How to back up in the cloud

Rescue Approach

Identify Persistent Data

The be-all and end-all is, of course, identifying the data that has to become part of a backup in the first place. If you build your setup in an exemplary way and it is genuinely cloud-ready, you will soon be done. In the best case, the data only comprises the contents of the database, which acts as a hopper for your own application in the background. Although this is a kind of ideal world, it is a strategy worth considering.

If you are using AWS or OpenStack clouds, you could use your own images. Ideally, you will build an image with a continuous integration and continuous delivery (CI/CD) system such as Jenkins, that is independent of the virtual environment and from which the images can be quickly restored if something goes wrong. Alternatively, standard images provided by distributors can also be used, although it is advisable to have a central automation host from which new VMs can be quickly refuelled.

A setup of this kind will want to source all required services from the cloud to the extent possible. Having your own VMs for databases and the like is a thing of the past; users only need to pay attention to using the DBaaS backup function and regularly copy the backups to a safe place. The recommendation is to use the command-line interface tools for the respective cloud from an external system and use system timers (e.g., to trigger downloads). At best, the application comes in the form of a container or can be checked out from Git and quickly put into operation.

If you build a setup that is cloud-ready in this way, the backup requirements are dramatically lower than in conventional setups, because the volume of setup-specific data is far smaller.

Reality Is More Complex

The described scenario is, of course, the ideal for applications in the cloud and, practically, only realistic for people who tailor a virtual environment to fit a cloud. Anyone migrating a conventional setup to the cloud and not shaking off the traditional standards in the process will naturally also have to deal with conventional backup strategies.

Still, you can access a few tricks and tips for such scenarios. Even if your own application is not cloud-ready, it makes sense to separate strictly user data from generic data. If you move a database from a physical system to a VM, always make sure that the folder with the database data is on a separate volume; then, you only need to include the data from that volume in the backup instead of the whole VM. If something goes wrong, the volume content can be recovered quickly (e.g., from a snapshot), with no need to recover the data in a laboriously manual process.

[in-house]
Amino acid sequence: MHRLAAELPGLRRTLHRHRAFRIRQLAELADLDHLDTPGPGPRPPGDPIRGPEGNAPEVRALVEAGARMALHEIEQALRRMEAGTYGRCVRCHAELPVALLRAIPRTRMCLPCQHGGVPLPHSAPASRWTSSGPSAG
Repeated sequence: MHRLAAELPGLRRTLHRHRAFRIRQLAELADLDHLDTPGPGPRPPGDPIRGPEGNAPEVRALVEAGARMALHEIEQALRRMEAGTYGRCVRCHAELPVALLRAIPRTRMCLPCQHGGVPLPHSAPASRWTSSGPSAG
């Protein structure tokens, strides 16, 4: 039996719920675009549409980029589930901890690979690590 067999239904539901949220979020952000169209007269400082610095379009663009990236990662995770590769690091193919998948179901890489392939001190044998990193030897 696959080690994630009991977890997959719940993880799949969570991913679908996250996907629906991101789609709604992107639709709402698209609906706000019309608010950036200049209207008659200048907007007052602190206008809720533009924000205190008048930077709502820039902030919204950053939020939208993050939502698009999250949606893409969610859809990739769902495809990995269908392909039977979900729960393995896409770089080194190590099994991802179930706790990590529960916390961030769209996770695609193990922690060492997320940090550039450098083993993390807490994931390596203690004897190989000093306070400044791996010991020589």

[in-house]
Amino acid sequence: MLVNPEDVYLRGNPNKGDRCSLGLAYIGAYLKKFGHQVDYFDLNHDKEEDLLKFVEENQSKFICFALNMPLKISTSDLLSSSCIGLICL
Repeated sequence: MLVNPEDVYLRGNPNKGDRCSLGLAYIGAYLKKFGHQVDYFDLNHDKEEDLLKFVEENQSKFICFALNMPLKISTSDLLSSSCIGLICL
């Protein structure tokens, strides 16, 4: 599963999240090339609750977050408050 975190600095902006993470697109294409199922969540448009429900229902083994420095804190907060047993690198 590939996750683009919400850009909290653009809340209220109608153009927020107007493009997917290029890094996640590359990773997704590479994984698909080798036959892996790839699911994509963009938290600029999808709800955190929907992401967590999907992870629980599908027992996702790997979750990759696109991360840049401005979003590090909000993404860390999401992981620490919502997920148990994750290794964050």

However, admins should pay special attention to the backup solutions they use in such setups. If you have any kind of S3-compatible memory available, it is a good idea to use backup software with that functionality (Figure 4), because then local backups can be created directly from the backup application, which enables a fast and uncomplicated restore in case of problems.

Figure 4: Amazon S3 can be used for backups directly from the command line, which makes automating such solutions very easy.

At the same time, the same software can be used to create a backup (even an encrypted backup) at another location, such as Amazon's physical S3 storage service. This kind of backup gives you security even if the original data center were to burn to the ground. Amazon itself provides instructions for this type of setup [1].

Containers: Not a Special Case

Most of the examples thus far relate to classic full virtualization. However, this does not mean that the rules and principles described are not equally applicable to containers. In fact, they apply even more because cloud migrations that convert conventional applications into containers do not occur so frequently, in my own experience. Instead, the normal case is for the application to be redesigned in the context of the migration into the cloud and developed from scratch.

Accordingly, for container backups, it is always a good idea to store only the actual user data, such as the content of a database, into your own backups (Figure 5). Data that can be restored from standard directories in emergencies does not belong in the container backup; in fact, it complicates the recovery of the data rather than making it easier.

Figure 5: What is true for virtual machines in cloud environments is even more true for containers in Kubernetes: more automation, more orchestration, fewer backups.

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